Seeing the replay, I didn’t think he’d done anything before his right knee simply collapsed on him. But a number of reports say he caught a cleat on the seam between the turf at Kaufmann Stadium and the warning track carpet, and that was a factor in the tear of the anterior cruciate ligament (ACL) of his knee.

Many speculated that Rivera’s pitching career may be over – and they may be right. This is a devastating injury, and a difficult one for any pitcher to come back from. But a friend of mine said that if anyone is likely to come back from an injury like that, it’s Rivera.

I do hope that Rivera is able to come back and pitch in 2013. He has announced that he does intend to return to the mound next year. Hanging it up due to an injury, he said, is not the way to end a career. I could not agree more. Yes, he’s with the Yankees, a team that many of us, as baseball fans, love to hate, but at the same time, we can’t help but admire Rivera’s success on the mound over the years, and he is one of the best pitchers the game of baseball has ever seen.

How good has Rivera been in his career? Nothing short of spectacular! He started out in the Yankees rotation in his first year, back in 1995, before moving into the bullpen. He would lay claim to the Yankees’ regular closer role in 1997. In that year, he was an impressive 43 of 52 in save opportunities. Yep. In that first full year as the Yankees’ regular closer, Rivera had all of nine blown saves. That’s the most blown saves he would have of any year. Most years, he’d blow something like 3, 4 or 5 saves at the most, and in one year, in 2008, he would be nearly perfect in save opportunities, collecting 39 saves in 40 chances. Yep – just one blown save the entire year! When you were playing the Yankees, you dreaded facing Rivera on the mound when the Yankees had a save on the line. Rivera was money in the bank. He was that dominant over the years.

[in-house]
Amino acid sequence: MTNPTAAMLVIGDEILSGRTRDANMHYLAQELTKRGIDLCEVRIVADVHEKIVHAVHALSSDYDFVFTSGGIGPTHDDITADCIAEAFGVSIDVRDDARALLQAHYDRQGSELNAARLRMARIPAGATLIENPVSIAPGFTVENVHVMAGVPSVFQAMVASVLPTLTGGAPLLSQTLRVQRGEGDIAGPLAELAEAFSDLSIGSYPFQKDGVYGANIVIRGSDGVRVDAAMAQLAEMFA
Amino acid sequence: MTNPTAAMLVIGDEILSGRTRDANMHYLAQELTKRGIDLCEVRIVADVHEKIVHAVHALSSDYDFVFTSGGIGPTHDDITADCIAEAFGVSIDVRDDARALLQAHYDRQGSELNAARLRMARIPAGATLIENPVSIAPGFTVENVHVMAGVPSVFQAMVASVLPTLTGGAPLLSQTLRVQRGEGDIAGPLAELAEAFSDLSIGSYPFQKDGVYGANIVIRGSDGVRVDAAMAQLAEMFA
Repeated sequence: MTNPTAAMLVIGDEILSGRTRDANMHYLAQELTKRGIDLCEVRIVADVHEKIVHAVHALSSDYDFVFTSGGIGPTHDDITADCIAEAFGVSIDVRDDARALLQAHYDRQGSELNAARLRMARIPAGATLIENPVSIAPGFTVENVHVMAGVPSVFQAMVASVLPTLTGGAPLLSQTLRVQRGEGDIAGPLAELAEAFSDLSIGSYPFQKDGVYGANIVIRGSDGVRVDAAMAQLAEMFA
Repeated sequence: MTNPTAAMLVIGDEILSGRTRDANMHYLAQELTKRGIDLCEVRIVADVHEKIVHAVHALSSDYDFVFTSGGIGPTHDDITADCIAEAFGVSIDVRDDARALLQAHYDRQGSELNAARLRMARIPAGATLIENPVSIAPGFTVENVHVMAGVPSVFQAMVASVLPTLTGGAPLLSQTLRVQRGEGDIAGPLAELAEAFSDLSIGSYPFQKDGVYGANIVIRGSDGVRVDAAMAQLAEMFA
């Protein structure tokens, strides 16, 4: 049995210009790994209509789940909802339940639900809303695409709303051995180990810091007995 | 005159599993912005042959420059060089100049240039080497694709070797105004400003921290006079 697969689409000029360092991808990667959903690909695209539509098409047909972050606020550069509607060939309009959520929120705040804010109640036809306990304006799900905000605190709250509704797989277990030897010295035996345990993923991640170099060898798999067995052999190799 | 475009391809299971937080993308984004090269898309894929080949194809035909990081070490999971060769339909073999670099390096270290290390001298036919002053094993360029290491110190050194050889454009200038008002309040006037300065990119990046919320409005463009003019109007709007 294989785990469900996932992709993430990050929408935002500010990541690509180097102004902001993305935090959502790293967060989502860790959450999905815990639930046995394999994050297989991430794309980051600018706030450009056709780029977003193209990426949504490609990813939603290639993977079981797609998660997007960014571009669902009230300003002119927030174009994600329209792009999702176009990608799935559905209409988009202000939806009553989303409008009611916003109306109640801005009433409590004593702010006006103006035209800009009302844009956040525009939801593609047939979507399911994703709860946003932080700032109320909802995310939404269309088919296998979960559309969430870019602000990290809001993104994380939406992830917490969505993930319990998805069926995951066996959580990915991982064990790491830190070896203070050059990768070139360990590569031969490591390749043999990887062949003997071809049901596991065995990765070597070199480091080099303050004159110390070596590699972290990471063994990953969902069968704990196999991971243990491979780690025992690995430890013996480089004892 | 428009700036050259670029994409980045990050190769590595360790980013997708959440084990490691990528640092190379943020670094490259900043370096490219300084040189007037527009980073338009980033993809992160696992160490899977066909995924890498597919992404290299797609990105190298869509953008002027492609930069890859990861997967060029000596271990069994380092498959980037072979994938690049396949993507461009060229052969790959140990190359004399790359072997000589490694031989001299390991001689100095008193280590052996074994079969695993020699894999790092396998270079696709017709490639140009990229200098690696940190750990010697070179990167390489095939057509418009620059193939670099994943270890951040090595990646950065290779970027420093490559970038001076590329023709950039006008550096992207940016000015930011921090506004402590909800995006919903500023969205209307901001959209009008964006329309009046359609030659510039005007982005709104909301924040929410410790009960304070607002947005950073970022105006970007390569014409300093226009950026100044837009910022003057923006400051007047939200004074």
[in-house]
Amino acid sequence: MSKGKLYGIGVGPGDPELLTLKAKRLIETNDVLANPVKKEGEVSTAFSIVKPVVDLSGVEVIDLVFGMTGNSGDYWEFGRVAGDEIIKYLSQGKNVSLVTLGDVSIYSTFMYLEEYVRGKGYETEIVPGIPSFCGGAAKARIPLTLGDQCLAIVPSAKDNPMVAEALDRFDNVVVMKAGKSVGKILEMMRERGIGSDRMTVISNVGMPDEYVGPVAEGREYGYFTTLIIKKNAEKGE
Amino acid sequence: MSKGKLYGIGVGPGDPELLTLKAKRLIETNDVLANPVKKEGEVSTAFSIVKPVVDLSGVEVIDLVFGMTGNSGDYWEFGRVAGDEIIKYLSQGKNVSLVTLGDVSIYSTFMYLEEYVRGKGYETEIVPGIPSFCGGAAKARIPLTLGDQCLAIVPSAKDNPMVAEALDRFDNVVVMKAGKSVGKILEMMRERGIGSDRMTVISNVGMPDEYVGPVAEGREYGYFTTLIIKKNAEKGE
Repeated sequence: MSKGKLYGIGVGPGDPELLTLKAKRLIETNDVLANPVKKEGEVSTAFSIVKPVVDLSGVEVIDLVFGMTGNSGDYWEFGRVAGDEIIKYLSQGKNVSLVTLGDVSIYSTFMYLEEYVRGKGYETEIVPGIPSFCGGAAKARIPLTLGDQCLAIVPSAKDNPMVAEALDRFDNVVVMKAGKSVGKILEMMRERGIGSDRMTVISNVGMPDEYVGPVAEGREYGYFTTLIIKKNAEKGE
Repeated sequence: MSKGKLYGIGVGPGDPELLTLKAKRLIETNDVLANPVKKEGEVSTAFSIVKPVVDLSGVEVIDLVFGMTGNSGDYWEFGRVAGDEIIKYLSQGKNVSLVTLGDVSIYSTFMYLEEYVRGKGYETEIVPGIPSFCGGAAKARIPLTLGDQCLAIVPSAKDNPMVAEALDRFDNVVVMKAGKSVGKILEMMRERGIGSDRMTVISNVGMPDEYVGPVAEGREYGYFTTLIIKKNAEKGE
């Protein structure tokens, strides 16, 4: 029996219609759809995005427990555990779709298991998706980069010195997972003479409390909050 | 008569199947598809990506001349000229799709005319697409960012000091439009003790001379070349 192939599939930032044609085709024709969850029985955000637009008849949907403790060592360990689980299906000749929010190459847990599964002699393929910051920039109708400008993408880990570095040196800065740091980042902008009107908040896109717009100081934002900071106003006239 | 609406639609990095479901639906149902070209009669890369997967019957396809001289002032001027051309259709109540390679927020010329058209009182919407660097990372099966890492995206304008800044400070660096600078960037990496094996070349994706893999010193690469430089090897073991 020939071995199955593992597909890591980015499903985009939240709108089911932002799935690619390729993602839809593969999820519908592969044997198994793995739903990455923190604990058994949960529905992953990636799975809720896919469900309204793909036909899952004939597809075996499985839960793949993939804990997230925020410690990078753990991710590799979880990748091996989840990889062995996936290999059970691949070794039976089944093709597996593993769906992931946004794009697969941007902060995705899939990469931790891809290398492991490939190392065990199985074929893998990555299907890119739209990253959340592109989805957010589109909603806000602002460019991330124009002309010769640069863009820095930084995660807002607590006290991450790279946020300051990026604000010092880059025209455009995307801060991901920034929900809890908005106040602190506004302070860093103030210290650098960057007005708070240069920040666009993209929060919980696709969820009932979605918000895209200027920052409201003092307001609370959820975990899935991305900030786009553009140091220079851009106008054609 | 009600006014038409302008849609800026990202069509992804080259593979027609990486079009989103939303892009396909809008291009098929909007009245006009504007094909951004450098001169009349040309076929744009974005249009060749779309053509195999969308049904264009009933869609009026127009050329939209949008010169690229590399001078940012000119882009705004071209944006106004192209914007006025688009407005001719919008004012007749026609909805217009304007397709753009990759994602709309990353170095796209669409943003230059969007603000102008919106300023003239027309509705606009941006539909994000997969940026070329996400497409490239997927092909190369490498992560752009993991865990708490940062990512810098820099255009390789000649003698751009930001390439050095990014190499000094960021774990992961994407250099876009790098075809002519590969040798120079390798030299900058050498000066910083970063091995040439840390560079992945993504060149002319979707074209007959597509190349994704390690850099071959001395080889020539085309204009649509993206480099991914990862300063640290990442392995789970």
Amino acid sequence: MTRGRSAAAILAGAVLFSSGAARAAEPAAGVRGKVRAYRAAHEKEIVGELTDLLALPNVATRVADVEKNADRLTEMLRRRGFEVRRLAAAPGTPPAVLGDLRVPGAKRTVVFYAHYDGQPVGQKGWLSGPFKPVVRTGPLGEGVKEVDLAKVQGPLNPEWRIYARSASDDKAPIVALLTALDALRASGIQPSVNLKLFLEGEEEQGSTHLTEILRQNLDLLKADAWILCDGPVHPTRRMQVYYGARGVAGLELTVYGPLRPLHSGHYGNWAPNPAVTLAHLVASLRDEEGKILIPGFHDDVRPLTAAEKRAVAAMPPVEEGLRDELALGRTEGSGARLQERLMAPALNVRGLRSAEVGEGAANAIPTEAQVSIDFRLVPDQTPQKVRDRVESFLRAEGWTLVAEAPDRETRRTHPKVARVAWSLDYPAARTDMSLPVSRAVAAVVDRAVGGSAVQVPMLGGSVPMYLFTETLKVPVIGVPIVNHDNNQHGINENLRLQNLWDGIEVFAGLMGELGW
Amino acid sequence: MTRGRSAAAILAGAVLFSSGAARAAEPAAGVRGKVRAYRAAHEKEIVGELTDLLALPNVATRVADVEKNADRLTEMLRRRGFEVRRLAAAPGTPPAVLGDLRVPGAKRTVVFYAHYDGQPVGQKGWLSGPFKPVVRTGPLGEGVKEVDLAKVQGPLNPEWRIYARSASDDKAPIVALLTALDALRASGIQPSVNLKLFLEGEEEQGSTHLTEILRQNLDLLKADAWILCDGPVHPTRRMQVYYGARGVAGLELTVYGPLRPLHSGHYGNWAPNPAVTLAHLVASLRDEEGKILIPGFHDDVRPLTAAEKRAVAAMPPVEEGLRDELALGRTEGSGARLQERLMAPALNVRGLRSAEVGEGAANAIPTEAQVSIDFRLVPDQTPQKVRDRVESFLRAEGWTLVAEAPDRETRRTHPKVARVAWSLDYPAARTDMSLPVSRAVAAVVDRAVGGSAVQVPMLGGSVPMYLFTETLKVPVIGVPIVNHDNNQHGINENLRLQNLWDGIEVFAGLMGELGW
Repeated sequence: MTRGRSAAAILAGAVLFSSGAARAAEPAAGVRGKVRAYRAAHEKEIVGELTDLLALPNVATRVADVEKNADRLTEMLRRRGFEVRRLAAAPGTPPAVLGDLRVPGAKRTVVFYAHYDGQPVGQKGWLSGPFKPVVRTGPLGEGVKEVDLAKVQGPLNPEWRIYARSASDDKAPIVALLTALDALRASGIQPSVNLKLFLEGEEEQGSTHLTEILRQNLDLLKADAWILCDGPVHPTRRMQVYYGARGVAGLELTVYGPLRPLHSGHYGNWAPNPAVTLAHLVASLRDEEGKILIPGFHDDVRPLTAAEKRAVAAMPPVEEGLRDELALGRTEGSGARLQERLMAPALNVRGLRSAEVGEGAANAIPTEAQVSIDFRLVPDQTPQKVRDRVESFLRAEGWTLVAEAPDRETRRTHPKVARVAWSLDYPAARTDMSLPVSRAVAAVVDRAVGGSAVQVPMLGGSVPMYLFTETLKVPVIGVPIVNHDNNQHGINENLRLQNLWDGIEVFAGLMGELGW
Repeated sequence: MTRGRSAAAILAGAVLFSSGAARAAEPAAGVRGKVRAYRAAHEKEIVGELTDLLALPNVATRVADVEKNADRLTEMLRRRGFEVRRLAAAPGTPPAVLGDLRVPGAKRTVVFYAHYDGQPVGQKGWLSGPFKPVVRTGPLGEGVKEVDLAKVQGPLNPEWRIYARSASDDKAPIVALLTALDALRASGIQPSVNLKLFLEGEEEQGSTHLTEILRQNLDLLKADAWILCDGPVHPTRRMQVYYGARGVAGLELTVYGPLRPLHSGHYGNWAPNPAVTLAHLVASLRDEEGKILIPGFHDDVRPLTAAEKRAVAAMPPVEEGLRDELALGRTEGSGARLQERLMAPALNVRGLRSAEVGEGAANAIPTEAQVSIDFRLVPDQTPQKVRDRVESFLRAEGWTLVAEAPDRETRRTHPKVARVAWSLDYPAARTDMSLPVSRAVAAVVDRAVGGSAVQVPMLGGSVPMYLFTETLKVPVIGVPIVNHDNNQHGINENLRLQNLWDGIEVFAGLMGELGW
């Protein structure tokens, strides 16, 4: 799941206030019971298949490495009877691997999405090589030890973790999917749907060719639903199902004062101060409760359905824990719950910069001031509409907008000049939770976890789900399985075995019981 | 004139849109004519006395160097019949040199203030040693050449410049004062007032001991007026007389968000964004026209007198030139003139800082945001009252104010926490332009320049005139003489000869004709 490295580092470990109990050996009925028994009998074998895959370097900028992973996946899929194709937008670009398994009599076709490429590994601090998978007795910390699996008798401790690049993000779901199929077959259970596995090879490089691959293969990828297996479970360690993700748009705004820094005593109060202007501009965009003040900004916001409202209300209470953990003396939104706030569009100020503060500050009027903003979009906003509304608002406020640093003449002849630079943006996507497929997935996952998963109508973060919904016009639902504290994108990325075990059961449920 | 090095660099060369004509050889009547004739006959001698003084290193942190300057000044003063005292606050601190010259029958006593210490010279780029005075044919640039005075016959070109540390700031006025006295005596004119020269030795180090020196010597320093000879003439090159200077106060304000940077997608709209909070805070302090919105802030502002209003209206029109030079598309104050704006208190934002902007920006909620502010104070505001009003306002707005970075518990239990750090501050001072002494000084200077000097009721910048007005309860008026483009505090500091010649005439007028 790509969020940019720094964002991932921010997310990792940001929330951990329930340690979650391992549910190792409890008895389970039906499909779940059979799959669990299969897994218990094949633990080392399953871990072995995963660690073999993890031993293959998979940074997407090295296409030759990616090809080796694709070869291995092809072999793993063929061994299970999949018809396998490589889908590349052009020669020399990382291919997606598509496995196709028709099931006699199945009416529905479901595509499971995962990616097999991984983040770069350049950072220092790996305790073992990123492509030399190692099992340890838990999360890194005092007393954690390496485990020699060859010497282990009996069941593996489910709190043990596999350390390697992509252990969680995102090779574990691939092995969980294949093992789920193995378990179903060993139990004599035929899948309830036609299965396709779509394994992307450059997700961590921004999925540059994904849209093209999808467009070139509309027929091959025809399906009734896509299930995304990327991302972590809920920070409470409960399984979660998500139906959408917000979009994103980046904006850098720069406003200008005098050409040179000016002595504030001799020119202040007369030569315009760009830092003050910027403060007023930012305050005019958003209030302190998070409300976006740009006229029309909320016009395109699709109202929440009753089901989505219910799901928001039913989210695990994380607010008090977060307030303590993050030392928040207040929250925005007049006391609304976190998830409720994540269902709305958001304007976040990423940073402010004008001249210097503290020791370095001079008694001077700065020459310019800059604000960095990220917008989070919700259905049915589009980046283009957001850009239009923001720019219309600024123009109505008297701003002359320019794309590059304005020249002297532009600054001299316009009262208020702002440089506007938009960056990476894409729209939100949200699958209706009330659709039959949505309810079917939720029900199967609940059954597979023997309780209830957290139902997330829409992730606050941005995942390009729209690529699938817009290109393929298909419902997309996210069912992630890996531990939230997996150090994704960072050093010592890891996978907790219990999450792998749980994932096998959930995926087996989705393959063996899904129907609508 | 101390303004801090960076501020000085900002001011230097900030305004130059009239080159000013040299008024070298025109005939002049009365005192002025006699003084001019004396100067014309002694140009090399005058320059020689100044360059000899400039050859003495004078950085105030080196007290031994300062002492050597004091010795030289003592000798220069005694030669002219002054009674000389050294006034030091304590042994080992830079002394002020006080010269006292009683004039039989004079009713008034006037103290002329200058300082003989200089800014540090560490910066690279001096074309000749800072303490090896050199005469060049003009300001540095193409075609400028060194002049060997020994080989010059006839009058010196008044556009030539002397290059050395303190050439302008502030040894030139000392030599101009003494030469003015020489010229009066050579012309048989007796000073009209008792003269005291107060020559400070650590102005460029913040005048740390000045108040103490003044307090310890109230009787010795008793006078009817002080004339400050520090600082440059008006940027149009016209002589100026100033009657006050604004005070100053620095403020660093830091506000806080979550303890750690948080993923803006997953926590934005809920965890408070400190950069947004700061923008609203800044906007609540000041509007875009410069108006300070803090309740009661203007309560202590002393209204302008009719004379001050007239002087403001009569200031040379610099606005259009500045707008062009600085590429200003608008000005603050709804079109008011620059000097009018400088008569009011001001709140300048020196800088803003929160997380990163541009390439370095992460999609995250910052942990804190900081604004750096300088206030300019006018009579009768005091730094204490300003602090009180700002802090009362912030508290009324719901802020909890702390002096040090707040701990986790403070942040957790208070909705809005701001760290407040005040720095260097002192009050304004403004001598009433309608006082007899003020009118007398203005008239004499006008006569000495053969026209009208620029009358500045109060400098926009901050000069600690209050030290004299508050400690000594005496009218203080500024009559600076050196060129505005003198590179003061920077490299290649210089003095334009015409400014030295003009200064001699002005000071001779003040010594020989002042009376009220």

Including the five saves he collected this year before his injury, he has amassed a total of 608 saves in his career – more than any other pitcher in major league history!

A pitcher like Mariano Rivera deserves an end to a career much better than what appears to be the end, as a result of an injury that took place during, of all things, batting practice! Got to give him a lot of credit that he’s going to try to come back next year. He has a hell of a long road ahead, with surgery to repair the ligament, and months of rehab after that. But I agree with my friend. If anyone can pull off the recovery needed to get back on the mound after an injury like that, it’s Mariano Rivera.